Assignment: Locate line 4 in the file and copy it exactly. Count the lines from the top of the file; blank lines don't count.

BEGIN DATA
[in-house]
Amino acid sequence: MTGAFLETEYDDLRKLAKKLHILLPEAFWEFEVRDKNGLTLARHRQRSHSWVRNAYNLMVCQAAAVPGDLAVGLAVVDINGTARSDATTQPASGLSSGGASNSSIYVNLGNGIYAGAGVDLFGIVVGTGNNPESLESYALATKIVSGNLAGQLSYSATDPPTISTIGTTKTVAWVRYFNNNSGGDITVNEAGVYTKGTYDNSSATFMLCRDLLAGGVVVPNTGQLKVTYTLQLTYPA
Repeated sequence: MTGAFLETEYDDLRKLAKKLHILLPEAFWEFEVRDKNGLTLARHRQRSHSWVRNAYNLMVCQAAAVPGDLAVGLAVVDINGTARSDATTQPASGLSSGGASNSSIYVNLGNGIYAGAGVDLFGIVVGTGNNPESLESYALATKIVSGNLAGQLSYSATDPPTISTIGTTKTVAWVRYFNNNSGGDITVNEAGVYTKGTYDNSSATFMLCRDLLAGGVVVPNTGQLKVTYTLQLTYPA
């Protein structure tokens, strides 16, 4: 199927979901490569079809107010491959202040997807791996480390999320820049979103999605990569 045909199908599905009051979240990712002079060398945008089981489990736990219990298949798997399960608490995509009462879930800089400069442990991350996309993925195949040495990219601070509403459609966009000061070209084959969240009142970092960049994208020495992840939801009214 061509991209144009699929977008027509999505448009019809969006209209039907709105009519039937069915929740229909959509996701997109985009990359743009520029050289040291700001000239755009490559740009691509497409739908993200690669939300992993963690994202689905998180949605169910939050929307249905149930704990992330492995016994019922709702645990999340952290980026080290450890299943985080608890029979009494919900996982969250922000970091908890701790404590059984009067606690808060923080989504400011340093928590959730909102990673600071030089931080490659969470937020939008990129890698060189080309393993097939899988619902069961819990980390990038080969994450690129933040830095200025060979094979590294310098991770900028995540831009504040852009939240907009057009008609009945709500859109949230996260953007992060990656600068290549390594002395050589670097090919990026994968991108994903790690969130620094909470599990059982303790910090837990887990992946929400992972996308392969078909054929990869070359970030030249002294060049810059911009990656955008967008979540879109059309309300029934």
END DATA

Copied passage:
């Protein structure tokens, strides 16, 4: 199927979901490569079809107010491959202040997807791996480390999320820049979103999605990569 045909199908599905009051979240990712002079060398945008089981489990736990219990298949798997399960608490995509009462879930800089400069442990991350996309993925195949040495990219601070509403459609966009000061070209084959969240009142970092960049994208020495992840939801009214 061509991209144009699929977008027509999505448009019809969006209209039907709105009519039937069915929740229909959509996701997109985009990359743009520029050289040291700001000239755009490559740009691509497409739908993200690669939300992993963690994202689905998180949605169910939050929307249905149930704990992330492995016994019922709702645990999340952290980026080290450890299943985080608890029979009494919900996982969250922000970091908890701790404590059984009067606690808060923080989504400011340093928590959730909102990673600071030089931080490659969470937020939008990129890698060189080309393993097939899988619902069961819990980390990038080969994450690129933040830095200025060979094979590294310098991770900028995540831009504040852009939240907009057009008609009945709500859109949230996260953007992060990656600068290549390594002395050589670097090919990026994968991108994903790690969130620094909470599990059982303790910090837990887990992946929400992972996308392969078909054929990869070359970030030249002294060049810059911009990656955008967008979540879109059309309300029934």